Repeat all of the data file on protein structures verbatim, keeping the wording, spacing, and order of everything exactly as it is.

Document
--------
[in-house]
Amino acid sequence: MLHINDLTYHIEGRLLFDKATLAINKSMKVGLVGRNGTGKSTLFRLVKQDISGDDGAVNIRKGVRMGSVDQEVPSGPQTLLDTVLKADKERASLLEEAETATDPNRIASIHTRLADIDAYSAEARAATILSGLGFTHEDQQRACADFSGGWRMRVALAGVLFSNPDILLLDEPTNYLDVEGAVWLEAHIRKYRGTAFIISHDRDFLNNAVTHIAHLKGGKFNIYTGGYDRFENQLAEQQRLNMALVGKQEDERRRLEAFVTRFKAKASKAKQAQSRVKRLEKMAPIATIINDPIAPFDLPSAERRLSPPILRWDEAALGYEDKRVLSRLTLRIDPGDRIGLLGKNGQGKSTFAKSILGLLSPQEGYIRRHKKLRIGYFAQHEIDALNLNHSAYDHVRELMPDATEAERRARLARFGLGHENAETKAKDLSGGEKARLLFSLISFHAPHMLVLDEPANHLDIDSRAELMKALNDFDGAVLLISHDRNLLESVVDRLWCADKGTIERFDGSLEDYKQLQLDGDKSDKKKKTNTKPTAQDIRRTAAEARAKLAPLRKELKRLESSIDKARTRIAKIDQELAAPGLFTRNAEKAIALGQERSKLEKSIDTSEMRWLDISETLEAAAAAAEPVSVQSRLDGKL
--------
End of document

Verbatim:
[in-house]
Amino acid sequence: MLHINDLTYHIEGRLLFDKATLAINKSMKVGLVGRNGTGKSTLFRLVKQDISGDDGAVNIRKGVRMGSVDQEVPSGPQTLLDTVLKADKERASLLEEAETATDPNRIASIHTRLADIDAYSAEARAATILSGLGFTHEDQQRACADFSGGWRMRVALAGVLFSNPDILLLDEPTNYLDVEGAVWLEAHIRKYRGTAFIISHDRDFLNNAVTHIAHLKGGKFNIYTGGYDRFENQLAEQQRLNMALVGKQEDERRRLEAFVTRFKAKASKAKQAQSRVKRLEKMAPIATIINDPIAPFDLPSAERRLSPPILRWDEAALGYEDKRVLSRLTLRIDPGDRIGLLGKNGQGKSTFAKSILGLLSPQEGYIRRHKKLRIGYFAQHEIDALNLNHSAYDHVRELMPDATEAERRARLARFGLGHENAETKAKDLSGGEKARLLFSLISFHAPHMLVLDEPANHLDIDSRAELMKALNDFDGAVLLISHDRNLLESVVDRLWCADKGTIERFDGSLEDYKQLQLDGDKSDKKKKTNTKPTAQDIRRTAAEARAKLAPLRKELKRLESSIDKARTRIAKIDQELAAPGLFTRNAEKAIALGQERSKLEKSIDTSEMRWLDISETLEAAAAAAEPVSVQSRLDGKL